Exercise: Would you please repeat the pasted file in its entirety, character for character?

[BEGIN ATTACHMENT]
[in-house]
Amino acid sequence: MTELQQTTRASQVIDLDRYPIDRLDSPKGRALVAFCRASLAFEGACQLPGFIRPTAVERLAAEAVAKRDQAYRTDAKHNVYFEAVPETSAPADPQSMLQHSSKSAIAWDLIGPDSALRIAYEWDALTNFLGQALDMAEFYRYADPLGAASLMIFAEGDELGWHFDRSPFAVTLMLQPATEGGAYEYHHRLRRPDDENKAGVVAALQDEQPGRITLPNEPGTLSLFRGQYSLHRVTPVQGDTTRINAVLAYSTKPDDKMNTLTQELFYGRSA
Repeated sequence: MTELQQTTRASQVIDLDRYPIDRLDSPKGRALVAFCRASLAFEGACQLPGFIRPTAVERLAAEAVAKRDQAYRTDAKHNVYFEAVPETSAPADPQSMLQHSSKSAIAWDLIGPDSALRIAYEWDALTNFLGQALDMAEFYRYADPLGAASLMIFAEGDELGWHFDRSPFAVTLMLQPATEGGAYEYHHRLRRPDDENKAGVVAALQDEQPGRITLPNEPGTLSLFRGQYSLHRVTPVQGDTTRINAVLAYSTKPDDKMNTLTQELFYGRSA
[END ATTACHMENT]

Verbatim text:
[in-house]
Amino acid sequence: MTELQQTTRASQVIDLDRYPIDRLDSPKGRALVAFCRASLAFEGACQLPGFIRPTAVERLAAEAVAKRDQAYRTDAKHNVYFEAVPETSAPADPQSMLQHSSKSAIAWDLIGPDSALRIAYEWDALTNFLGQALDMAEFYRYADPLGAASLMIFAEGDELGWHFDRSPFAVTLMLQPATEGGAYEYHHRLRRPDDENKAGVVAALQDEQPGRITLPNEPGTLSLFRGQYSLHRVTPVQGDTTRINAVLAYSTKPDDKMNTLTQELFYGRSA
Repeated sequence: MTELQQTTRASQVIDLDRYPIDRLDSPKGRALVAFCRASLAFEGACQLPGFIRPTAVERLAAEAVAKRDQAYRTDAKHNVYFEAVPETSAPADPQSMLQHSSKSAIAWDLIGPDSALRIAYEWDALTNFLGQALDMAEFYRYADPLGAASLMIFAEGDELGWHFDRSPFAVTLMLQPATEGGAYEYHHRLRRPDDENKAGVVAALQDEQPGRITLPNEPGTLSLFRGQYSLHRVTPVQGDTTRINAVLAYSTKPDDKMNTLTQELFYGRSA